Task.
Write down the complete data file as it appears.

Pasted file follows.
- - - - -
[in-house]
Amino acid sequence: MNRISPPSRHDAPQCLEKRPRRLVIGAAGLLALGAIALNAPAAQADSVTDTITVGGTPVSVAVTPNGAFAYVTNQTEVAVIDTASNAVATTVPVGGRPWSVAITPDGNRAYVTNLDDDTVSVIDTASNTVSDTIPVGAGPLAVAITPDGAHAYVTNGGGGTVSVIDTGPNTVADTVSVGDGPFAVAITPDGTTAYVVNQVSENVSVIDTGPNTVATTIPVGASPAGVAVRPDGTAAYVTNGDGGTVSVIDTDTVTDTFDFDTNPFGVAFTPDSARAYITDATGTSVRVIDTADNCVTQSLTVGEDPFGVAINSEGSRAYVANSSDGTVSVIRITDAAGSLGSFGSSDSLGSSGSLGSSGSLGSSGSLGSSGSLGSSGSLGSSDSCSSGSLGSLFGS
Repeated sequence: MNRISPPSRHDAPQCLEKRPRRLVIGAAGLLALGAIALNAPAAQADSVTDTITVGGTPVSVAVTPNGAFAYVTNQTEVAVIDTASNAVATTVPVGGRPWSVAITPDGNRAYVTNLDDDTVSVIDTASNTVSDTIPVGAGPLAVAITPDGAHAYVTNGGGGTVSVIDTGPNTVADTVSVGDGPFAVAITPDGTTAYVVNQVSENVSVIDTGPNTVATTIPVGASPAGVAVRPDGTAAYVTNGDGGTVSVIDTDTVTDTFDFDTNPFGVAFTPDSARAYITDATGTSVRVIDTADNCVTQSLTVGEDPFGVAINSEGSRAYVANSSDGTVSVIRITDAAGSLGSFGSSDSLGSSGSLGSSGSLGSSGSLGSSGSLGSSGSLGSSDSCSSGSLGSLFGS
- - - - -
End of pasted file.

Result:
[in-house]
Amino acid sequence: MNRISPPSRHDAPQCLEKRPRRLVIGAAGLLALGAIALNAPAAQADSVTDTITVGGTPVSVAVTPNGAFAYVTNQTEVAVIDTASNAVATTVPVGGRPWSVAITPDGNRAYVTNLDDDTVSVIDTASNTVSDTIPVGAGPLAVAITPDGAHAYVTNGGGGTVSVIDTGPNTVADTVSVGDGPFAVAITPDGTTAYVVNQVSENVSVIDTGPNTVATTIPVGASPAGVAVRPDGTAAYVTNGDGGTVSVIDTDTVTDTFDFDTNPFGVAFTPDSARAYITDATGTSVRVIDTADNCVTQSLTVGEDPFGVAINSEGSRAYVANSSDGTVSVIRITDAAGSLGSFGSSDSLGSSGSLGSSGSLGSSGSLGSSGSLGSSGSLGSSDSCSSGSLGSLFGS
Repeated sequence: MNRISPPSRHDAPQCLEKRPRRLVIGAAGLLALGAIALNAPAAQADSVTDTITVGGTPVSVAVTPNGAFAYVTNQTEVAVIDTASNAVATTVPVGGRPWSVAITPDGNRAYVTNLDDDTVSVIDTASNTVSDTIPVGAGPLAVAITPDGAHAYVTNGGGGTVSVIDTGPNTVADTVSVGDGPFAVAITPDGTTAYVVNQVSENVSVIDTGPNTVATTIPVGASPAGVAVRPDGTAAYVTNGDGGTVSVIDTDTVTDTFDFDTNPFGVAFTPDSARAYITDATGTSVRVIDTADNCVTQSLTVGEDPFGVAINSEGSRAYVANSSDGTVSVIRITDAAGSLGSFGSSDSLGSSGSLGSSGSLGSSGSLGSSGSLGSSGSLGSSDSCSSGSLGSLFGS